By Clint Reilly
Special to Calbuzz
Today Calbuzz presents an assessment of the campaign for governor by political strategist, businessman and columnist Clint Reilly. Reilly, whose advice Brown recently sought, has a unique perspective, having run the 1994 gubernatorial bid of the Democratic candidate’s sister, Kathleen, against Pete Wilson, who enjoyed a substantial fundraising advantage.
Jerry Brown was the keynote speaker at the recent Gay Pride Breakfast in San Francisco. To loud cheers from the highly partisan audience, Brown talked human rights and revved up the crowd for a tough election in November. I was there with my candidate wife, Janet Reilly, who is running hard for the Board of Supervisors, to fill a seat previously held by Dianne Feinstein and Gavin Newsom.
To my surprise, after delivering his address, Brown took a seat next to me and proceeded to question me intensely for more than half an hour about my experience running his sister Kathleen Brown’s campaign for Governor in 1994.
The Attorney General had clearly read carefully an April 2010 article I had written in the editions of all 11 Bay Area MediaNews newspapers. I had predicted that Whitman would launch a withering assault right after the primary and present him with a classic Hobson’s Choice:
Should he deplete his limited war chest and respond with tough attacks on Meg Whitman’s record and character in order to prevent her from building an insurmountable lead over the summer? Or should he keep his powder dry until after Labor Day and be competitive on television during the crucial weeks of September and October?
I had faced the same dilemma as Kathleen Brown’s campaign consultant and chairman in 1994.
That year, I was hired after a late primary campaign shakeup to take over Treasurer Brown’s sagging bid for governor against incumbent Pete Wilson. First, we had to defeat John Garamendi‘s persistent primary challenge. Garamendi was easily dispatched, but the skirmish sucked up valuable campaign resources. Kathleen’s two-year march to the primary had exhausted precious money as well.
I took a poll following her June primary victory; the euphoria was quickly killed when I discovered that Gov. Pete Wilson had built a 10-point lead over Brown.
Public polls at the time still showed Brown with a lead over the governor. But Wilson’s unanswered negative commercials during his uncontested primary had clearly worked. Initially, I was skeptical and did something I had never done in more than two decades in the business — I took another poll.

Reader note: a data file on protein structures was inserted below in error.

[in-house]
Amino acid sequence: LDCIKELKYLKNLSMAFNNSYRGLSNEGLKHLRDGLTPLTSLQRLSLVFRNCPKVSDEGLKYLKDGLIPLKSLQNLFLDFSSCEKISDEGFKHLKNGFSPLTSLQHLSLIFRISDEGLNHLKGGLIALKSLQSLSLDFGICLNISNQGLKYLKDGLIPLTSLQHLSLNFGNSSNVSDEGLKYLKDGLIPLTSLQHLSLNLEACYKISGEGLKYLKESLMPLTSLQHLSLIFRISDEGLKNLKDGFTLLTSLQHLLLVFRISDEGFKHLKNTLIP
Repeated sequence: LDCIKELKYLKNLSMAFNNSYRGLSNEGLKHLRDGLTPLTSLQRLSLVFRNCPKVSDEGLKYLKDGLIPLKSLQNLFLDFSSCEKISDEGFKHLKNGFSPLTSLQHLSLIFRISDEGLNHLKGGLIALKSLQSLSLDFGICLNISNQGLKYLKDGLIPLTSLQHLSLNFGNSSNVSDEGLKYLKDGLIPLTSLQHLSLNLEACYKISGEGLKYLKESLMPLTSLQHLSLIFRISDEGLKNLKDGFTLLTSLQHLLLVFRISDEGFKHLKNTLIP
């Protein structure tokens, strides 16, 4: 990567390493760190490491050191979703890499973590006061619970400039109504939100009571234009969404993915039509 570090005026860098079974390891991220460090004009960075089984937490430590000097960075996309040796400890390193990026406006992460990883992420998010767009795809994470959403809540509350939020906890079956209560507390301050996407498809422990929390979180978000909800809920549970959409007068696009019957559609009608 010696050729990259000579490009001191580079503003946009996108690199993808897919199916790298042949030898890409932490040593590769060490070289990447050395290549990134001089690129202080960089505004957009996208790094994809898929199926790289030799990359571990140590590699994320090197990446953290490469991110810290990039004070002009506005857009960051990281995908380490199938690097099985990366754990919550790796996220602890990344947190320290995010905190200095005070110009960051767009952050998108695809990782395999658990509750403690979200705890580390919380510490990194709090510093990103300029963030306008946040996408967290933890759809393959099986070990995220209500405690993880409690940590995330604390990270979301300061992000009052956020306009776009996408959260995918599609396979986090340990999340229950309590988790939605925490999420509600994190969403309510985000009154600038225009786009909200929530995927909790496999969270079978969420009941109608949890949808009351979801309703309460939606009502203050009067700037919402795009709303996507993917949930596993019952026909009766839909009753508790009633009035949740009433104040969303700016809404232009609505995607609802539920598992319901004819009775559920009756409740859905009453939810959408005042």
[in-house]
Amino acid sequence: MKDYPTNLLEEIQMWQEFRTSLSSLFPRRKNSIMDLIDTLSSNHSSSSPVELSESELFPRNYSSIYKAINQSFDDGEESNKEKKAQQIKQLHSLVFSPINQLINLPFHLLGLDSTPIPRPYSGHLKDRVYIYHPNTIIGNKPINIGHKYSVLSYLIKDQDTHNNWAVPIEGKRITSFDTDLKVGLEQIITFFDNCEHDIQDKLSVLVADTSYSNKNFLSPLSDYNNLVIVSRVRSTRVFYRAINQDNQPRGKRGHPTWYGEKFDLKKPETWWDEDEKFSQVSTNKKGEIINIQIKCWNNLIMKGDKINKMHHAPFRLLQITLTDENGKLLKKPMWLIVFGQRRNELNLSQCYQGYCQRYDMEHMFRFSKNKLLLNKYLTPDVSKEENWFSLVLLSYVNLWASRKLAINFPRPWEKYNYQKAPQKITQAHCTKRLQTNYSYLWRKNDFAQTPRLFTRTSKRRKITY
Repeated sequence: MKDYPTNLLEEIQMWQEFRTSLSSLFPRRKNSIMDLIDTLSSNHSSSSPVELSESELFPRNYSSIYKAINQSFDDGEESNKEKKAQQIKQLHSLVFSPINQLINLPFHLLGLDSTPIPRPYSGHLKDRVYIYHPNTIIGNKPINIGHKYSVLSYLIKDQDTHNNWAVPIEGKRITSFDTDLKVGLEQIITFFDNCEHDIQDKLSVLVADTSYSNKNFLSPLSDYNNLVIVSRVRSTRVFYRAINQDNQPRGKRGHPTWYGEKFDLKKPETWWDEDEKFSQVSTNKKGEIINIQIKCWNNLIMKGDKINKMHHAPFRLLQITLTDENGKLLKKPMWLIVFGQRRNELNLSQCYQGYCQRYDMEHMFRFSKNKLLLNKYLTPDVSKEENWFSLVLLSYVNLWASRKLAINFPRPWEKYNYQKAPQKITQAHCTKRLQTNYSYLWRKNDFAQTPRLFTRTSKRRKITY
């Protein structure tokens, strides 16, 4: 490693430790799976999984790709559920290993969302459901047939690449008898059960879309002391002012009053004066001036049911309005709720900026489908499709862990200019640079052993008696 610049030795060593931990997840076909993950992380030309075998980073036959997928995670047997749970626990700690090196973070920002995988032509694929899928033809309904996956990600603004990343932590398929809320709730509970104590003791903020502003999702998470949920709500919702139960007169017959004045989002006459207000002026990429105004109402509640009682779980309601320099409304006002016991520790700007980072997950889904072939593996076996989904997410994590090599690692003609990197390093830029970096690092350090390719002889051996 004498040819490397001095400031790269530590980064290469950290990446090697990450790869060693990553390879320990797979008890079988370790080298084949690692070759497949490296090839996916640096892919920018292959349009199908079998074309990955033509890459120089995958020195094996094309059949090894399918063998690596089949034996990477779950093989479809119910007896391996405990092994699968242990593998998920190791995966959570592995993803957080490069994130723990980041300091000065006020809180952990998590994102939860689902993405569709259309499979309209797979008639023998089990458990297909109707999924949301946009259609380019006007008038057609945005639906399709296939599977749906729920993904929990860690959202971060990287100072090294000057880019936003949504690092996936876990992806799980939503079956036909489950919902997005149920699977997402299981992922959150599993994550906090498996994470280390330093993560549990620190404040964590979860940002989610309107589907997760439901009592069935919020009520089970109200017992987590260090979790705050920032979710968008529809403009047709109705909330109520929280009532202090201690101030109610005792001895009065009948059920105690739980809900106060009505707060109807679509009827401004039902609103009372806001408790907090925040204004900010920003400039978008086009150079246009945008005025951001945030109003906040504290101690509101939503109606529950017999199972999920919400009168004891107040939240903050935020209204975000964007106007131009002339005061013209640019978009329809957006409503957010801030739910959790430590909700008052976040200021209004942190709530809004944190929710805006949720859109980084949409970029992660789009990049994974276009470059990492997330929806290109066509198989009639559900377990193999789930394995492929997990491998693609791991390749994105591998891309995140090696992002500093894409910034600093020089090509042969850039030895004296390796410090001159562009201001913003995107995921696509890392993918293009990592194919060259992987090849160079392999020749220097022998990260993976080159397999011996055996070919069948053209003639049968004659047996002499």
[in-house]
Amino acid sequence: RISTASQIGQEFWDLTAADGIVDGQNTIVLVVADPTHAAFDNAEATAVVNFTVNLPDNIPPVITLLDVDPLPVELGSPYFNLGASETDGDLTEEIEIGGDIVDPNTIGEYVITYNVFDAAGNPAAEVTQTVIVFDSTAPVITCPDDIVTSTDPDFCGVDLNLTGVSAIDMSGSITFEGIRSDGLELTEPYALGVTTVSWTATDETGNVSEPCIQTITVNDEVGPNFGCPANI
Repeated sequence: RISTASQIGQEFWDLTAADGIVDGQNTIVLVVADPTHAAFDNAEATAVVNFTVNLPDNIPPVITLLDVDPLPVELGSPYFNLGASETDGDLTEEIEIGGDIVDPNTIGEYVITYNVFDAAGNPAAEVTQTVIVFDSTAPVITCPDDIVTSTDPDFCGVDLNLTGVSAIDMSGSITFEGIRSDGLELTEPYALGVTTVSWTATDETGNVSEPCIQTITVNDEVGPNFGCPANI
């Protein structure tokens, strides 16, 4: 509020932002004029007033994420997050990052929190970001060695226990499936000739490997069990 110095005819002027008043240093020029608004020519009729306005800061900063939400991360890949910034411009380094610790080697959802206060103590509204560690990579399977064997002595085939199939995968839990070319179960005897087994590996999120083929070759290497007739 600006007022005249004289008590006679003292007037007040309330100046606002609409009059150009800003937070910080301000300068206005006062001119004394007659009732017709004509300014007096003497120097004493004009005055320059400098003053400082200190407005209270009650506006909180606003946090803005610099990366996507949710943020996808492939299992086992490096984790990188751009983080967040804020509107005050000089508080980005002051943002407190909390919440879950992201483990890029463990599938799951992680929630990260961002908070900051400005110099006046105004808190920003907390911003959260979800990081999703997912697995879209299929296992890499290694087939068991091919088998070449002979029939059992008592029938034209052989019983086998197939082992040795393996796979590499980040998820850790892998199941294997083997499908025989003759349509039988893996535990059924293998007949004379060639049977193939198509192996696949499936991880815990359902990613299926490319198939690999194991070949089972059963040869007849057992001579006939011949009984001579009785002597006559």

Unfortunately, the second results were worse.
As we entered July, Wilson had a huge financial advantage. Ultimately, he outspent us by more than 2.5 to 1 during the time I worked for Brown. Because we were decisively behind during the summer, I chose to spend money during the summer to close the gap. I reasoned that unless we were in the hunt after Labor Day, Wilson’s vastly superior bank account would bury us at the end.
As it turned out, bad polls in September and October choked off our fundraising and we ran out of money.
Of course I was roundly criticized. Press, pundits and competitors fed on my carcass for weeks after Brown lost badly in November. At a well attended UC Berkeley post mortem on the race in January 1995 – ill-timed on my birthday – I remarked that I felt like a cadaver at my own autopsy.
Campaign professionals – like sports coaches – are often confronted with two unpalatable options. In 2006, then-Treasurer Phil Angelides faced the same problem against Arnold Schwarzenegger.
Behind in the summer and drained from a costly primary against Steve Westly, Angelides decided not to compete with Arnold’s summer television blitz. By September he was so far behind that he was never able to make a dent in the Governor’s 20-point lead. Angelides lost by the same margin as Kathleen Brown.
This year, Whitman’s summer assault by mid-June had already closed a post primary gap of 5 points enjoyed by Brown. Now, I believe, she has already moved ahead by mid-single digits . Unanswered, she will reach Labor Day with an insurmountable head start.
Back to my discussion with Jerry Brown at the Pride breakfast. Here’s what I told him: His $30 million war chest isn’t enough to beat a billionaire who will spend more than $100 million.
The real choice is not whether to spend his limited funds now or later, it is to convince his allies in labor to power a substantial independent expenditure campaign during the summer that keeps him in the game; the total Democratic campaign must be roughly equal in dollars to Whitman’s in order for the attorney general to prevail.
But Brown faces two stumbling blocks: First, public employee unions are an easy target in an era when budget deficits in Sacramento are a major issue in the November election. Second, Whitman’s money might have boomeranged like Al Checchi and other previous, wealthy self-funded candidates. But recently, voters seem to be accepting her huge personal spending as just another form of legitimate funding.
The lesson of Kathleen Brown’s 1994 failed campaign and Phil Angelides’ 2006 debacle is the simple rule followed by generals in battles through the ages: the side with superior resources usually wins.